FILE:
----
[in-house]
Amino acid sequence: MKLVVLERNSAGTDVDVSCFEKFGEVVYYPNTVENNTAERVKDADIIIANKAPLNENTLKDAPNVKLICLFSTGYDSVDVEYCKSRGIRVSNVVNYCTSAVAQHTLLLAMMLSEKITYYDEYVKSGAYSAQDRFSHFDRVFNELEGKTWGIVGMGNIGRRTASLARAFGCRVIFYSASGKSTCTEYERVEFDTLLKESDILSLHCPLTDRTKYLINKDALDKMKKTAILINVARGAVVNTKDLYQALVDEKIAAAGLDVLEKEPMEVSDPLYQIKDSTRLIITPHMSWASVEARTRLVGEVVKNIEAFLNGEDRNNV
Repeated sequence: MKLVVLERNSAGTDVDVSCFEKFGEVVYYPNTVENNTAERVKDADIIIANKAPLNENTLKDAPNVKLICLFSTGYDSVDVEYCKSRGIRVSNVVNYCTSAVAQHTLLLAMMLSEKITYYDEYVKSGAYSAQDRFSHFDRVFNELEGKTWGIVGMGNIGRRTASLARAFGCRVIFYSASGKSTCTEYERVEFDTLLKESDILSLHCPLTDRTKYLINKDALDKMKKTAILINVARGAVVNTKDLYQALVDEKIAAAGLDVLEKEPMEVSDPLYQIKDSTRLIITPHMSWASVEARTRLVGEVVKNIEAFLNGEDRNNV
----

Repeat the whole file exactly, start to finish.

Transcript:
[in-house]
Amino acid sequence: MKLVVLERNSAGTDVDVSCFEKFGEVVYYPNTVENNTAERVKDADIIIANKAPLNENTLKDAPNVKLICLFSTGYDSVDVEYCKSRGIRVSNVVNYCTSAVAQHTLLLAMMLSEKITYYDEYVKSGAYSAQDRFSHFDRVFNELEGKTWGIVGMGNIGRRTASLARAFGCRVIFYSASGKSTCTEYERVEFDTLLKESDILSLHCPLTDRTKYLINKDALDKMKKTAILINVARGAVVNTKDLYQALVDEKIAAAGLDVLEKEPMEVSDPLYQIKDSTRLIITPHMSWASVEARTRLVGEVVKNIEAFLNGEDRNNV
Repeated sequence: MKLVVLERNSAGTDVDVSCFEKFGEVVYYPNTVENNTAERVKDADIIIANKAPLNENTLKDAPNVKLICLFSTGYDSVDVEYCKSRGIRVSNVVNYCTSAVAQHTLLLAMMLSEKITYYDEYVKSGAYSAQDRFSHFDRVFNELEGKTWGIVGMGNIGRRTASLARAFGCRVIFYSASGKSTCTEYERVEFDTLLKESDILSLHCPLTDRTKYLINKDALDKMKKTAILINVARGAVVNTKDLYQALVDEKIAAAGLDVLEKEPMEVSDPLYQIKDSTRLIITPHMSWASVEARTRLVGEVVKNIEAFLNGEDRNNV